Skills create or erode M&A deal success 

Black businesswoman talking on cell phone

Most deals fail due to a lack of focus on people. But that mindset is changing as it’s people that can unlock deal value.

In pre-COVID times, it was common to hear business leaders refer to the talent portion of merger and acquisition (M&A) deals as "soft." But that mindset is changing as the global labour and skill shortage is impacting organisations’ growth.

Most deals fail, however, due to a lack of attention to the people dimension. Getting a read on skills pre- and post-deal often comes second to evaluating an asset's potential for value and growth. People risks are often neglected during the deal process, even though the workforce is the delivery vehicle for revenue and growth.

According to Mercer's 2022 Global Talent Trends, 89% of C-suite executives believe a loss of talent has impacted their organisation, and a further 66% think they're facing a labour market shortage. Thirty percent of HR leaders indicated that finding or acquiring skills through deals is the most impactful way to quickly address their organisation's current skill gap, reinforcing their strategy to buy skills rather than build or borrow them.

According to our research, the three top drivers that business leaders believe deliver deal success are leadership alignment, culture alignment and talent identification/retention. Proactively identifying potential people risks and strategic planning for mitigating those risks are fundamental.

Using insights from AI

With most deals failing due to a lack of attention to the people dimension, financial investors are looking for ways to get more talent insights across the deal phases to make more informed workforce and talent decisions investments — and companies are turning to data and AI to shift the odds into their favour. Using AI can evaluate skills and experiences pre- and post-close for early-on risks and integration matching and staffing needs.

Such insights empower organisation leaders to address questions such as:

  • What skills are we purchasing and in what quantity?
  • Are there skill gaps across the organisation?
  • Are critical skills plentiful or rare?
  • What skills risks are we buying into?
  • Will we be able to deliver on short- and medium-term growth?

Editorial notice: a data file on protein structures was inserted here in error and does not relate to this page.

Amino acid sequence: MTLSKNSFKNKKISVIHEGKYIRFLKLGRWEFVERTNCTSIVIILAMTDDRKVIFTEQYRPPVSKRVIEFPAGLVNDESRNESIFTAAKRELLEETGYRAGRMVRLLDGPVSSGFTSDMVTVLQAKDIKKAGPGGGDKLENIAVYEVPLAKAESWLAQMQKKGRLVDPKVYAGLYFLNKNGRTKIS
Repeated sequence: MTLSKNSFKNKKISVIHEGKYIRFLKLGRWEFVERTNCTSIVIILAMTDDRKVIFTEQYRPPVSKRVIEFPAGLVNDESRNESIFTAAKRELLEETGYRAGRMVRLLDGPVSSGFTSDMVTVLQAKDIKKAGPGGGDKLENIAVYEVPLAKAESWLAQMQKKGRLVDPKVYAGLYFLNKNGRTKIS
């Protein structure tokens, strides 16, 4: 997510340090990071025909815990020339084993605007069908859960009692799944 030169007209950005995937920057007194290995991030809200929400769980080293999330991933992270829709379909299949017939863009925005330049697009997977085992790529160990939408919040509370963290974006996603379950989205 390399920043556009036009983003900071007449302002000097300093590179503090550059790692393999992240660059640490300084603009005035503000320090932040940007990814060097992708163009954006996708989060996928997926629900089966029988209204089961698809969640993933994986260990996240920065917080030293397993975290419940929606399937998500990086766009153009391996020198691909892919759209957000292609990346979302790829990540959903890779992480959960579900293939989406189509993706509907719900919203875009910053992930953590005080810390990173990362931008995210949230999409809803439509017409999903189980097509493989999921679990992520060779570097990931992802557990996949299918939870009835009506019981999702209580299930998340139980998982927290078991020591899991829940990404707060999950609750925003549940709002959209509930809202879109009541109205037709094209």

• What are the post-close skills/talent needs we will need to invest in?
  • How do we best match skills to roles at speed and scale?
Talent intelligence platforms can link real-time intelligence with analytics to make a significant difference in M&A deals. By providing insight on the skills a company is acquiring, you can now quantify the intangible people assets to be gained and clarify those to be retained.

Skills drive deal value

As global deal volume settles back to historical, pre-pandemic levels business leaders and deal professionals must navigate new market dynamics to achieve deal success. One of the biggest challenges in 2021 and most of 2022 was the intensely competitive labour market. With news of layoffs and hiring slowdowns, it may feel like the labour challenges are easing. Mercer’s latest executive outlook survey of CEOs and CFOs shows a majority of businesses planning a reduction in force (RIF) in 2023. At the same time, the tightening labour market and the “war for skills” have laid bare inadequate talent models. As a result, companies are taking action to strengthen their agility muscles. This is especially needed in deals where understanding the skillsets present (both current and potential) in a target’s workforce is critical to driving deal success.

Below are two scenarios we anticipate will define the M&A deal landscape, with skills being at the core of priorities on which to focus.

Labour issues will persist

Companies will continue to experience ongoing labour and skill shortages across all industries, ultimately impacting deal value and business growth. Mercer's Global Talent Trends study showed that 98% of organisations report having skills gaps within their workforce. Buying and retaining talent with the right skills needed to deliver on deal success will be a greater priority due to an increased appreciation of the value of the right skills and increased sophistication in the ability to assess their value.

The right knowledge will help you move fast

Continued high valuations and condensed deal timeframes will require access to early insights into the skills risks and advantages to deliver on the anticipated deal ROI. Understanding the skills included within the deal helps quantify the intangible people assets to be gained and verifies their alignment with expected long-term returns during negotiations. Organisations must home in on skills data to plan more effectively around workforce implications, investments and implementation.

Achieving financial targets means analysing workforce issues with the same rigour as other strategic elements. If not adequately mitigated, people risks in transactions can enormously negatively impact deal value. With investor pressure coming from all sides, deal success requires a combination of speed, capability and execution to deliver sustainable value. At the core of this success is being intentional in gaining insight into skills with the power of AI to make faster, more accurate and more impactful decisions about talent.

Jeff Black
Julie van Waveren
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